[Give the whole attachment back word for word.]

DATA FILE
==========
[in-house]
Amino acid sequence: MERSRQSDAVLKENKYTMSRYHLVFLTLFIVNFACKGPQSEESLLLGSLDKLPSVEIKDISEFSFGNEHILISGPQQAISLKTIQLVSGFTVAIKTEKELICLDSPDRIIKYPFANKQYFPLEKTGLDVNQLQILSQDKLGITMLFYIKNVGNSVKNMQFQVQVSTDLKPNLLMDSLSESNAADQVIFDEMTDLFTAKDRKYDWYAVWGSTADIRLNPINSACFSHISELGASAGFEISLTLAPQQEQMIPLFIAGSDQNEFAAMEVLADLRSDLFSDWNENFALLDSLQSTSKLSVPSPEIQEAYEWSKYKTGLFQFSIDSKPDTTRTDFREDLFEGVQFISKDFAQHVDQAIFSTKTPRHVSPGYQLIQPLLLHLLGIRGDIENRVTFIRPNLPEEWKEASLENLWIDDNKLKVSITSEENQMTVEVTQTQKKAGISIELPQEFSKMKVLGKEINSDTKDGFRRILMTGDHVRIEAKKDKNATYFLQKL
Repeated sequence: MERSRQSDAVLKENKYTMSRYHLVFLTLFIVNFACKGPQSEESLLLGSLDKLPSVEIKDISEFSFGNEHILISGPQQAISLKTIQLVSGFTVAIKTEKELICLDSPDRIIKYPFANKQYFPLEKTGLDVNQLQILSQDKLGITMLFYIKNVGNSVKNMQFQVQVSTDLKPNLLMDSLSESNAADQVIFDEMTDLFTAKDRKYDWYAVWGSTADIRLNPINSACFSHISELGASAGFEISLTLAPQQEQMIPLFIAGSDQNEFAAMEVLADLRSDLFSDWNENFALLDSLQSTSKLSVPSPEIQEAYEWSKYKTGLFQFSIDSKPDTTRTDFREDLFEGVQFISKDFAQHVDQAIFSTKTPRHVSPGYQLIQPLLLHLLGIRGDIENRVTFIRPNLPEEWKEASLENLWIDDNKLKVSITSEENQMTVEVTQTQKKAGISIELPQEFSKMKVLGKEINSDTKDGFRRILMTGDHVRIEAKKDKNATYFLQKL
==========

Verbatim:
[in-house]
Amino acid sequence: MERSRQSDAVLKENKYTMSRYHLVFLTLFIVNFACKGPQSEESLLLGSLDKLPSVEIKDISEFSFGNEHILISGPQQAISLKTIQLVSGFTVAIKTEKELICLDSPDRIIKYPFANKQYFPLEKTGLDVNQLQILSQDKLGITMLFYIKNVGNSVKNMQFQVQVSTDLKPNLLMDSLSESNAADQVIFDEMTDLFTAKDRKYDWYAVWGSTADIRLNPINSACFSHISELGASAGFEISLTLAPQQEQMIPLFIAGSDQNEFAAMEVLADLRSDLFSDWNENFALLDSLQSTSKLSVPSPEIQEAYEWSKYKTGLFQFSIDSKPDTTRTDFREDLFEGVQFISKDFAQHVDQAIFSTKTPRHVSPGYQLIQPLLLHLLGIRGDIENRVTFIRPNLPEEWKEASLENLWIDDNKLKVSITSEENQMTVEVTQTQKKAGISIELPQEFSKMKVLGKEINSDTKDGFRRILMTGDHVRIEAKKDKNATYFLQKL
Repeated sequence: MERSRQSDAVLKENKYTMSRYHLVFLTLFIVNFACKGPQSEESLLLGSLDKLPSVEIKDISEFSFGNEHILISGPQQAISLKTIQLVSGFTVAIKTEKELICLDSPDRIIKYPFANKQYFPLEKTGLDVNQLQILSQDKLGITMLFYIKNVGNSVKNMQFQVQVSTDLKPNLLMDSLSESNAADQVIFDEMTDLFTAKDRKYDWYAVWGSTADIRLNPINSACFSHISELGASAGFEISLTLAPQQEQMIPLFIAGSDQNEFAAMEVLADLRSDLFSDWNENFALLDSLQSTSKLSVPSPEIQEAYEWSKYKTGLFQFSIDSKPDTTRTDFREDLFEGVQFISKDFAQHVDQAIFSTKTPRHVSPGYQLIQPLLLHLLGIRGDIENRVTFIRPNLPEEWKEASLENLWIDDNKLKVSITSEENQMTVEVTQTQKKAGISIELPQEFSKMKVLGKEINSDTKDGFRRILMTGDHVRIEAKKDKNATYFLQKL